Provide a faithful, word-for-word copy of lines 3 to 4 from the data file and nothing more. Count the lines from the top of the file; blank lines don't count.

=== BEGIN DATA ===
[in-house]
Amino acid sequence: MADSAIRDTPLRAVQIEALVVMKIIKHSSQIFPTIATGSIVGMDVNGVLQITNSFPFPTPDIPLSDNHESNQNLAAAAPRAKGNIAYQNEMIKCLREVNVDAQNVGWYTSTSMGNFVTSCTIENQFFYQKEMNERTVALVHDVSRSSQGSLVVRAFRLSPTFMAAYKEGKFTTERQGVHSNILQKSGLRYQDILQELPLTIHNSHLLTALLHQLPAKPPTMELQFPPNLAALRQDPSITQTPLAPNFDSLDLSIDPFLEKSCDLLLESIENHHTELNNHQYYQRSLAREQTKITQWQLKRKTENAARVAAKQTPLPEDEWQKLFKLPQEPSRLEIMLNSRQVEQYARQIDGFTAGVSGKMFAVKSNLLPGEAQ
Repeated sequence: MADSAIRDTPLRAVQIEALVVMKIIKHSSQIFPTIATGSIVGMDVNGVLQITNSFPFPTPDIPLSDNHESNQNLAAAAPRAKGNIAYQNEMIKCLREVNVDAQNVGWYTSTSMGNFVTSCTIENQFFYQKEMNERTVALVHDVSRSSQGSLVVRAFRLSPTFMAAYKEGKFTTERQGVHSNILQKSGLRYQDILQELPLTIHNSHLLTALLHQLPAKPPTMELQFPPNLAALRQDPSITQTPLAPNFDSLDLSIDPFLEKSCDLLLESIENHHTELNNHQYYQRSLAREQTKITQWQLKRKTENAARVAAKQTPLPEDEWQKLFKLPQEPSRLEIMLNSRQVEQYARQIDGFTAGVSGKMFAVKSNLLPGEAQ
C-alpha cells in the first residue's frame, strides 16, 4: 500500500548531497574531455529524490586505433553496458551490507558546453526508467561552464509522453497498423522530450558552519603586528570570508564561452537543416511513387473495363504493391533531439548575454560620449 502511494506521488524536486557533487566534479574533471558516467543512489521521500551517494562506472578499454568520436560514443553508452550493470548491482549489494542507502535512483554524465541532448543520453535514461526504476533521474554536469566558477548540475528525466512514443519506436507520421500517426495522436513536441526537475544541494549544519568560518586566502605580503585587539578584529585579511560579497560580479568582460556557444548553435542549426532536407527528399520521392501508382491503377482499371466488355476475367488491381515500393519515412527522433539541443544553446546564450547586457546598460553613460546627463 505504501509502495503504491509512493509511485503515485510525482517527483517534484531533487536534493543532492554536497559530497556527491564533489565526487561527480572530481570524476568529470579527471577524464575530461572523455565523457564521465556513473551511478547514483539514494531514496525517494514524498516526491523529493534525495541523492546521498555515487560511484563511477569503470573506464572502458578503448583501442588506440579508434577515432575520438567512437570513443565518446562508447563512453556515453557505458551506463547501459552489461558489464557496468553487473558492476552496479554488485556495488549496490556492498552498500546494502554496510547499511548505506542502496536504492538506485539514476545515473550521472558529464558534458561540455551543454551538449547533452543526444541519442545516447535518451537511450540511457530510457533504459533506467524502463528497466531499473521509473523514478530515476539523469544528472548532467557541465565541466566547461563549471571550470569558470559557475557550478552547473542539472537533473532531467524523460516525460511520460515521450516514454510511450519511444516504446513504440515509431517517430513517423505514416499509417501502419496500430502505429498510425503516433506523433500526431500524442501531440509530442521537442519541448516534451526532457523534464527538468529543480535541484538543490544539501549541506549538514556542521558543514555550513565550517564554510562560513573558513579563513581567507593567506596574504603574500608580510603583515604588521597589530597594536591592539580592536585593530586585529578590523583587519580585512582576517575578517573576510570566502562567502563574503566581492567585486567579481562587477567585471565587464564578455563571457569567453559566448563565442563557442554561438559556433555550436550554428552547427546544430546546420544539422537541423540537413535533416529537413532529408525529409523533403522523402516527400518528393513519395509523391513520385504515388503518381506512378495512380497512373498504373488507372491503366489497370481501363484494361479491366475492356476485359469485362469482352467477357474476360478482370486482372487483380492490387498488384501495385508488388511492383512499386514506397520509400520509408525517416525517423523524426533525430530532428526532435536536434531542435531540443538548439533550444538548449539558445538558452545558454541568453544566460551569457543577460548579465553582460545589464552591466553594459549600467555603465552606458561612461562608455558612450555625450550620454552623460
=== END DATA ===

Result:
Repeated sequence: MADSAIRDTPLRAVQIEALVVMKIIKHSSQIFPTIATGSIVGMDVNGVLQITNSFPFPTPDIPLSDNHESNQNLAAAAPRAKGNIAYQNEMIKCLREVNVDAQNVGWYTSTSMGNFVTSCTIENQFFYQKEMNERTVALVHDVSRSSQGSLVVRAFRLSPTFMAAYKEGKFTTERQGVHSNILQKSGLRYQDILQELPLTIHNSHLLTALLHQLPAKPPTMELQFPPNLAALRQDPSITQTPLAPNFDSLDLSIDPFLEKSCDLLLESIENHHTELNNHQYYQRSLAREQTKITQWQLKRKTENAARVAAKQTPLPEDEWQKLFKLPQEPSRLEIMLNSRQVEQYARQIDGFTAGVSGKMFAVKSNLLPGEAQ
C-alpha cells in the first residue's frame, strides 16, 4: 500500500548531497574531455529524490586505433553496458551490507558546453526508467561552464509522453497498423522530450558552519603586528570570508564561452537543416511513387473495363504493391533531439548575454560620449 502511494506521488524536486557533487566534479574533471558516467543512489521521500551517494562506472578499454568520436560514443553508452550493470548491482549489494542507502535512483554524465541532448543520453535514461526504476533521474554536469566558477548540475528525466512514443519506436507520421500517426495522436513536441526537475544541494549544519568560518586566502605580503585587539578584529585579511560579497560580479568582460556557444548553435542549426532536407527528399520521392501508382491503377482499371466488355476475367488491381515500393519515412527522433539541443544553446546564450547586457546598460553613460546627463 505504501509502495503504491509512493509511485503515485510525482517527483517534484531533487536534493543532492554536497559530497556527491564533489565526487561527480572530481570524476568529470579527471577524464575530461572523455565523457564521465556513473551511478547514483539514494531514496525517494514524498516526491523529493534525495541523492546521498555515487560511484563511477569503470573506464572502458578503448583501442588506440579508434577515432575520438567512437570513443565518446562508447563512453556515453557505458551506463547501459552489461558489464557496468553487473558492476552496479554488485556495488549496490556492498552498500546494502554496510547499511548505506542502496536504492538506485539514476545515473550521472558529464558534458561540455551543454551538449547533452543526444541519442545516447535518451537511450540511457530510457533504459533506467524502463528497466531499473521509473523514478530515476539523469544528472548532467557541465565541466566547461563549471571550470569558470559557475557550478552547473542539472537533473532531467524523460516525460511520460515521450516514454510511450519511444516504446513504440515509431517517430513517423505514416499509417501502419496500430502505429498510425503516433506523433500526431500524442501531440509530442521537442519541448516534451526532457523534464527538468529543480535541484538543490544539501549541506549538514556542521558543514555550513565550517564554510562560513573558513579563513581567507593567506596574504603574500608580510603583515604588521597589530597594536591592539580592536585593530586585529578590523583587519580585512582576517575578517573576510570566502562567502563574503566581492567585486567579481562587477567585471565587464564578455563571457569567453559566448563565442563557442554561438559556433555550436550554428552547427546544430546546420544539422537541423540537413535533416529537413532529408525529409523533403522523402516527400518528393513519395509523391513520385504515388503518381506512378495512380497512373498504373488507372491503366489497370481501363484494361479491366475492356476485359469485362469482352467477357474476360478482370486482372487483380492490387498488384501495385508488388511492383512499386514506397520509400520509408525517416525517423523524426533525430530532428526532435536536434531542435531540443538548439533550444538548449539558445538558452545558454541568453544566460551569457543577460548579465553582460545589464552591466553594459549600467555603465552606458561612461562608455558612450555625450550620454552623460